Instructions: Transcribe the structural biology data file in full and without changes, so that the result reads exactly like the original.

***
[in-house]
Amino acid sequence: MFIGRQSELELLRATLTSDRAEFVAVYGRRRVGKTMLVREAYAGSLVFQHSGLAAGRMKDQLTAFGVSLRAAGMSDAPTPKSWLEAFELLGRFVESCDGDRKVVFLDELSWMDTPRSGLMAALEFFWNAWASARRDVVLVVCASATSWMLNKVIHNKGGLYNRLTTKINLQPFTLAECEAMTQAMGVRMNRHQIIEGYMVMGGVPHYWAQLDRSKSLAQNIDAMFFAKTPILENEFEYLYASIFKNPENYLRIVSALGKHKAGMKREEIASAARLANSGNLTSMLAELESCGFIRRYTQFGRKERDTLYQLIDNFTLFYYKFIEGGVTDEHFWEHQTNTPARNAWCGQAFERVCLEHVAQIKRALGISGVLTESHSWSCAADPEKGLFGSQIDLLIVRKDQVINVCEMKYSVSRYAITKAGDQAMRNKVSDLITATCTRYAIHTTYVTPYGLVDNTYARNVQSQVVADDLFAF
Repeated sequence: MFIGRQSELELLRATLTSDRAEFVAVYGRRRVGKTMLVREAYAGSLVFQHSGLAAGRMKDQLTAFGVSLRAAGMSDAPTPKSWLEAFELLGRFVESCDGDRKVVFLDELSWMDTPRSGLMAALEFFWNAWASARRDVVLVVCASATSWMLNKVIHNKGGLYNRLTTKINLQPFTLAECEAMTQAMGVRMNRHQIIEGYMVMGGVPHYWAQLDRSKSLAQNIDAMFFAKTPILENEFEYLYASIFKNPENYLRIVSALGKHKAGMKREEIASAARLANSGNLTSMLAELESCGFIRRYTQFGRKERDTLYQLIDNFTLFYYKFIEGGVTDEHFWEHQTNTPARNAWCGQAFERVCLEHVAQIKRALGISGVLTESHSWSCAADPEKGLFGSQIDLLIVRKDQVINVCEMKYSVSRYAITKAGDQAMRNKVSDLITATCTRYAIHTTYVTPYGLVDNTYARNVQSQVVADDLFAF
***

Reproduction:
[in-house]
Amino acid sequence: MFIGRQSELELLRATLTSDRAEFVAVYGRRRVGKTMLVREAYAGSLVFQHSGLAAGRMKDQLTAFGVSLRAAGMSDAPTPKSWLEAFELLGRFVESCDGDRKVVFLDELSWMDTPRSGLMAALEFFWNAWASARRDVVLVVCASATSWMLNKVIHNKGGLYNRLTTKINLQPFTLAECEAMTQAMGVRMNRHQIIEGYMVMGGVPHYWAQLDRSKSLAQNIDAMFFAKTPILENEFEYLYASIFKNPENYLRIVSALGKHKAGMKREEIASAARLANSGNLTSMLAELESCGFIRRYTQFGRKERDTLYQLIDNFTLFYYKFIEGGVTDEHFWEHQTNTPARNAWCGQAFERVCLEHVAQIKRALGISGVLTESHSWSCAADPEKGLFGSQIDLLIVRKDQVINVCEMKYSVSRYAITKAGDQAMRNKVSDLITATCTRYAIHTTYVTPYGLVDNTYARNVQSQVVADDLFAF
Repeated sequence: MFIGRQSELELLRATLTSDRAEFVAVYGRRRVGKTMLVREAYAGSLVFQHSGLAAGRMKDQLTAFGVSLRAAGMSDAPTPKSWLEAFELLGRFVESCDGDRKVVFLDELSWMDTPRSGLMAALEFFWNAWASARRDVVLVVCASATSWMLNKVIHNKGGLYNRLTTKINLQPFTLAECEAMTQAMGVRMNRHQIIEGYMVMGGVPHYWAQLDRSKSLAQNIDAMFFAKTPILENEFEYLYASIFKNPENYLRIVSALGKHKAGMKREEIASAARLANSGNLTSMLAELESCGFIRRYTQFGRKERDTLYQLIDNFTLFYYKFIEGGVTDEHFWEHQTNTPARNAWCGQAFERVCLEHVAQIKRALGISGVLTESHSWSCAADPEKGLFGSQIDLLIVRKDQVINVCEMKYSVSRYAITKAGDQAMRNKVSDLITATCTRYAIHTTYVTPYGLVDNTYARNVQSQVVADDLFAF